The 30-day extension experience


Truth be told, I had no clue what I was doing this morning, but I had to do it on my own. It was time to go to immigration to apply for a 30-day extension of my tourist visa. Yes, I have been in Thailand for almost a month.

us-embassy-in-bangkok

U.S. Embassy, Bangkok

Why the extension? Because I need to go to Bangkok to visit the American Embassy and receive some sort of certified letter about my income and bank account. Then I bring that back to Hua Hin and go back to immigration to apply for a 90-day extension and non-immigrant retirement status. After 90 days, the government reviews my bank account and determines whether I qualify for a one-year visa. After one year, I start the process over again.

I wasn’t totally clueless this morning; I did know that the extension would cost 1,900 baht ($60) and that I would need my picture taken. I was advised not to do this on a Monday, and Wednesday worked out better anyway due to the later date. (I lost whatever days I have left on my current visa when I get the extension.) I also knew where immigration was located, after making the long walk days earlier.

immigration

Hua Hin immigration

I decided to get there as close to the 8:30 opening time as possible, walked the 4 blocks to the highway to find a motorcycle taxi, and rode to the office (50 baht). The place was packed, with about 30 people sitting in the A/C inside and another 20 or so outside.

They place the different forms you need on a table outside, written in Thai and English. I grabbed the one I needed (application for 30-day extension), grabbed a number inside and went back outside to fill out the form, which was pretty straightforward. There are tables and seating outside and there’s even a little ice cream cafe at the end of the building.

Inside, there is a bank of immigration officers processing the applications. A machine spews out your number and digital signs call out the next number and which desk to go to. Given how many people were there, I expected a long wait.

But I found something constructive to do. On one of the tables were copies of a slick, 4-color monthly magazine called “Approach,” in English. Lots of advertising and lots of email addresses. I need  as many Hua Hin email addresses as possible for when I launch HuaHinExpatNews.com and this was a gold mine. So, I started writing down the addresses.

immigration inside

Inside immigration

It didn’t take long for my number to come up, however, and by the time I re-entered the room, my number had been passed by; but the attendant said no problem and ushered me to the next available clerk. She, of course, promptly sent me back outside to get copies of my passport and the mug shot. She indicated I should just come back to her when I was finished.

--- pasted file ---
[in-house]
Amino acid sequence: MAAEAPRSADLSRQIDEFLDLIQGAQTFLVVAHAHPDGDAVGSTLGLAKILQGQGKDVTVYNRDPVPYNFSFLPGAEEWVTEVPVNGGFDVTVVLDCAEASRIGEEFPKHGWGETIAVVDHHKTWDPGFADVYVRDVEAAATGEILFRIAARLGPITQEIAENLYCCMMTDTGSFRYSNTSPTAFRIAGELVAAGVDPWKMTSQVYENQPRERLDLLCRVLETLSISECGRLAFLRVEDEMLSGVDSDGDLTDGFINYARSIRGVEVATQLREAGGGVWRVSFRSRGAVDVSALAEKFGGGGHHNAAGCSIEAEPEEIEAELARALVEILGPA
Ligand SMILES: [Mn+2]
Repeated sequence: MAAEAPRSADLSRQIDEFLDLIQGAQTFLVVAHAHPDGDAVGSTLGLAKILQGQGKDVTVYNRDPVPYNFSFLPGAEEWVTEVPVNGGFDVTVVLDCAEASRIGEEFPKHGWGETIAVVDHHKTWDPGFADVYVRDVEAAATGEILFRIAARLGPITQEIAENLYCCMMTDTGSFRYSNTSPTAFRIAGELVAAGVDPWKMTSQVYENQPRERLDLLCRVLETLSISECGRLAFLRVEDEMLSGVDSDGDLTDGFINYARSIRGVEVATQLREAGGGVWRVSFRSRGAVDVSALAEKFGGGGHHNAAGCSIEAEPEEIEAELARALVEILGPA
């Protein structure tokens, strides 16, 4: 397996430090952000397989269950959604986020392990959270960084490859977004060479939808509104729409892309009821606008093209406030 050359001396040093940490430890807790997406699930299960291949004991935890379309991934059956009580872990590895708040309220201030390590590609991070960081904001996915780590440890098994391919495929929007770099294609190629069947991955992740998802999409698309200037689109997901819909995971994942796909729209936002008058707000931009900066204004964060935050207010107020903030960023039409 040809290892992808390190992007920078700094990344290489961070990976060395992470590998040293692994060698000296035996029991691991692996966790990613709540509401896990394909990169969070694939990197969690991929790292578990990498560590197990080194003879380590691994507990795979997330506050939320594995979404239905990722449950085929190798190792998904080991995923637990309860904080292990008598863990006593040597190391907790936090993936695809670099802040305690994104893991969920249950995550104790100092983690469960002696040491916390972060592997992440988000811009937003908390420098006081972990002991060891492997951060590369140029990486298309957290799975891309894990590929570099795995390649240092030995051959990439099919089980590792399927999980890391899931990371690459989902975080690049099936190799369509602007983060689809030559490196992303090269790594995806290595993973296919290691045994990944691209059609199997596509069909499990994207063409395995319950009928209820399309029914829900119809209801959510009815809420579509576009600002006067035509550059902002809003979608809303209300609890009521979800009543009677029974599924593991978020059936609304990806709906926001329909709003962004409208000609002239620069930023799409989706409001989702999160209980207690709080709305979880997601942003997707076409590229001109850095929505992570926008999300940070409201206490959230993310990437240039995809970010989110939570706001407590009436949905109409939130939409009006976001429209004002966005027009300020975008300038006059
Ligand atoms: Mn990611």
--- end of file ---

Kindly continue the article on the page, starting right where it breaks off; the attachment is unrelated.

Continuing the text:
Down by the cafe, they also have a copying and photo operation set up. There was a line but it did not take long to get to the front, where a very busy woman was multitasking. The passport copies (first page and tourist visa page) and the mug shot cost 125 baht ($4). For a mug shot, it wasn’t bad.

I then returned inside and the attendant said I didn’t need another number and he would seat me with the same clerk as soon as she was available, which was 2 minutes. The clerk did a cursory look at the information, stamped a lot of stuff, wrote some stuff down, and then asked for the money. She then asked me to sit in the waiting area. Within 2 minutes, another lady called out my name and handed me back my updated passport, with a receipt for payment.

I was on my way, which meant walking about a mile to the highway and catching a song taew back to my street.

I have to say that I thought the process was pretty efficient. Immigration was processing expats as fast as possible. I was in and out in about an hour. When I arrived, I was sure I would be there for several hours.

This experience leaves me feeling I can handle the 90-day extension process by myself, but I still feel the $100 expense of having an expert along with me on that visit to immigration is still a good idea.

Victory Monument

Victory Monument, Bangkok

Next step: I will be researching Bangkok hotels located near the Victory Monument, which is where the minivan taxi drops you off, and near the American Embassy. Proximity to both would be good because taxis will be necessary and I want to keep my expenses down. I will ride up one day, go to my hotel, and then go to the embassy the next morning. That should allow me to get back to the Victory Monument to catch a minivan back to Hua Hin that day. Maybe splurge on a good dinner while I’m in Bangkok. Maybe contact my friend there.

(FYI. These are not my photos.)

About 2bagsandapack

Lifetime journalist, author, magazine editor and publisher, now semi-retired and traveling the world. My plan, after living in Costa Rica for 14 months, was to visit a new country in southern Europe every three months to experience the culture and the challenge of adapting to a new environment, while on a fixed income. That plan was sidetracked when I was offered a job in Indonesia, providing an opportunity to explore Asia. Indonesia lasted for a 4 wonderful years but I have now moved on to Hua Hin, Thailand.
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